Location: Near Ridgeville, US 50/220 & county route 9

Title: Hampshire County/Mineral County County: Hampshire/Mineral

Inscription: Oldest county. Authorized, 1753, in act effective, May 1, 1754. Formed from Frederick and Augusta. Lord Fairfax, owner, named it for the English shire of the same name. Ice Mountain and Hanging Rocks are among its many natural wonders.

Formed from Hampshire in 1866 and named for its great mineral deposits. In Mineral County is Fort Ashby, the only standing unit in the chain of frontier forts which were built in 1755 under George Washington's order.

Location: WV 28

Title: Fort Sellers County: Mineral

Inscription: On land Washington surveyed for Elias Sellers in 1748 stood this fort, important link in system of frontier defenses. It was garrisoned by an officer and thirty men and withstood several attacks by the Indians.

Location: WV 28, south of Ridgeley, 1.0 mile north of Short Gap, 0.5 miles north of secondary route 28/2

Title: Fort Ashby County: Mineral

Inscription: Fort Ashby, only standing unit in chain of Indian forts that Col. George Washington built along Virginia frontier, 1755. Sharp fighting here, 1756. In 1794, troops under Gen. Daniel Morgan camped here on way to suppress Whisky Rebellion.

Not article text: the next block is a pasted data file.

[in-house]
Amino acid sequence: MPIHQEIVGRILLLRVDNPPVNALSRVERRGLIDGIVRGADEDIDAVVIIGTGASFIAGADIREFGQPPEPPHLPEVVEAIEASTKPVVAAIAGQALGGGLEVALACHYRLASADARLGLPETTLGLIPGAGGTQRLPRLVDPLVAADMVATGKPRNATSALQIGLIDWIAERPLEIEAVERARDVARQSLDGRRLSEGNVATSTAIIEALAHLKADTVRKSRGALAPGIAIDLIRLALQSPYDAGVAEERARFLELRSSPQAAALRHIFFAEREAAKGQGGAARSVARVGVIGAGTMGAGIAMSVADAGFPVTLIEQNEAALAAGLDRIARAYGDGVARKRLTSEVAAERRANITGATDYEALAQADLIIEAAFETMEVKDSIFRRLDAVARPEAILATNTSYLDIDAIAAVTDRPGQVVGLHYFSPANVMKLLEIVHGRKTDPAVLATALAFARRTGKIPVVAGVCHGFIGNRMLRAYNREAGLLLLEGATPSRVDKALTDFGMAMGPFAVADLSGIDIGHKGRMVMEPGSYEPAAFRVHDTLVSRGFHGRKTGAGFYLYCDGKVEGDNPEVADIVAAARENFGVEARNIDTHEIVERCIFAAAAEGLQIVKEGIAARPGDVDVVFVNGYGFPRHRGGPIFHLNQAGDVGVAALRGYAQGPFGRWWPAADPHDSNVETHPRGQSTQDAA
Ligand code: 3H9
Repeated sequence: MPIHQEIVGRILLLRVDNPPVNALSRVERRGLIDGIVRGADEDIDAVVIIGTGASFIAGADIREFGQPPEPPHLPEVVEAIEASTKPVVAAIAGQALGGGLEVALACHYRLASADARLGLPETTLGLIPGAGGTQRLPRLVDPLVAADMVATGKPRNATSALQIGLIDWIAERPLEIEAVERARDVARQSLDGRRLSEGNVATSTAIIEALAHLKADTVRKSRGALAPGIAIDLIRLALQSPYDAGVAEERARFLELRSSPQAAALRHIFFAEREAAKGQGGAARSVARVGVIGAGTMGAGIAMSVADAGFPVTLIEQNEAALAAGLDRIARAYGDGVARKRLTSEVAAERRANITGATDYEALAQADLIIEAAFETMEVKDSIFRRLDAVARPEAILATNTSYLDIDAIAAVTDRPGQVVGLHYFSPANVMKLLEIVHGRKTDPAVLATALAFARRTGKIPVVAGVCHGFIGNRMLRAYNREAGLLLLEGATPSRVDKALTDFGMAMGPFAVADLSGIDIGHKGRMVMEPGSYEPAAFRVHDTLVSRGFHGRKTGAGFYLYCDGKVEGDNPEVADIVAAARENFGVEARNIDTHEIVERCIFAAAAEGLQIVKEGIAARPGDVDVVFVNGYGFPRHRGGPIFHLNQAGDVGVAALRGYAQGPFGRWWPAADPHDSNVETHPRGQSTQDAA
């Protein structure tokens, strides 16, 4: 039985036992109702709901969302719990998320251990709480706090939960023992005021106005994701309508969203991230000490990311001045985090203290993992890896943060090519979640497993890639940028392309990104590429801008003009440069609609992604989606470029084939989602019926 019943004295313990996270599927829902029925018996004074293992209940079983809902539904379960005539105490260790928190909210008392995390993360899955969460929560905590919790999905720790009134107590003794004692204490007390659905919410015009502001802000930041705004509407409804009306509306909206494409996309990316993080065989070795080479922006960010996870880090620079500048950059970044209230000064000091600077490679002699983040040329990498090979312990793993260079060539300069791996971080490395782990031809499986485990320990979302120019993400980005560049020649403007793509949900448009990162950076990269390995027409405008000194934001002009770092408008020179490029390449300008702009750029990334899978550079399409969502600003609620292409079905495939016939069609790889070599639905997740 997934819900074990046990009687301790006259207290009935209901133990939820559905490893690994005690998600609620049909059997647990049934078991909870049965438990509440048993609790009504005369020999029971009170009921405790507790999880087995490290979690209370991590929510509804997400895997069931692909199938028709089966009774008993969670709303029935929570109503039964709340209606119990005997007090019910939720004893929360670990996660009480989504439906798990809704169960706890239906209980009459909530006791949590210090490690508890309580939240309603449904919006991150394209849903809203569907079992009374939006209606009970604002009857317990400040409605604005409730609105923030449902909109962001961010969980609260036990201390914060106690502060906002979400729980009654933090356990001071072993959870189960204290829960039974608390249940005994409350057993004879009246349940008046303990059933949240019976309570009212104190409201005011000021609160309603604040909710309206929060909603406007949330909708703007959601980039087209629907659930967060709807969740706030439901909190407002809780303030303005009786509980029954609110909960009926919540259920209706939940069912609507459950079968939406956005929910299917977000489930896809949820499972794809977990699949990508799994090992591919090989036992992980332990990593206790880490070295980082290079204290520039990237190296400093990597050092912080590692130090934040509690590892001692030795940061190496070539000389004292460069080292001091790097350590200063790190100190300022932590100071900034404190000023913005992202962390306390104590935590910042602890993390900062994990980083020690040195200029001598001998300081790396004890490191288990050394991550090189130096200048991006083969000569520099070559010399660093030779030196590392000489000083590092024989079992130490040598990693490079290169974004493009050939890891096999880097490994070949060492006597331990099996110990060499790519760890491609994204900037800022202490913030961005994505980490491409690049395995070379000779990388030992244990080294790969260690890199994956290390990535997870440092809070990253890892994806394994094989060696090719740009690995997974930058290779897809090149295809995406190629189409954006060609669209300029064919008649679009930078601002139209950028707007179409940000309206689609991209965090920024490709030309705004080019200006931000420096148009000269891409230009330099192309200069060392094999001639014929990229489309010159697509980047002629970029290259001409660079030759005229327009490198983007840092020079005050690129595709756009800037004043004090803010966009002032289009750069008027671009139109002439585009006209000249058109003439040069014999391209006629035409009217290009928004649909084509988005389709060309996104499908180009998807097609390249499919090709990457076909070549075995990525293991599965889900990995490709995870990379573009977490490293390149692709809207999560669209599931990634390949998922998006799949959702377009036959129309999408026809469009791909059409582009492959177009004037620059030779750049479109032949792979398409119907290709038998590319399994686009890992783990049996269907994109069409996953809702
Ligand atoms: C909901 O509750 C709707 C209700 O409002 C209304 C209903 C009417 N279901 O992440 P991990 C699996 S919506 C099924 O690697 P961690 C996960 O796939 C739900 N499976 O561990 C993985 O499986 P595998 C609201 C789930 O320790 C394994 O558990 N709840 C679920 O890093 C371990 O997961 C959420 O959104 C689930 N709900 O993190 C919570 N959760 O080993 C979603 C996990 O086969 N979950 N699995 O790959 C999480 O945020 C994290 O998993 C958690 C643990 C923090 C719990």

Location: Fort Ashby, in front of fort, WV 46

Title: Fort Ashby County: Mineral

Inscription: Erected in 1755 by Lieut. John Bacon under orders from George Washington and garrisoned with twenty-one men. Lieut. Robert Rutherford, with company of Rangers, was defeated here, August 1756, by the French and Indians. Fort was named for Col. John Ashby who arrived there after remarkable escape from the Indians. Ashby commanded the fort until after the Revolutionary War. The W.P.A. restored fort in 1939.

Location: Fort Ashby, WV 28 and WV 46

Title: Hampshire County/Mineral County County: Hampshire/Mineral

Inscription: Oldest county. Authorized, 1753, in act effective, May 1, 1754. Formed from Frederick and Augusta. Lord Fairfax, owner, named it for the English shire of the same name. Ice Mountain and Hanging Rocks are among its many natural wonders.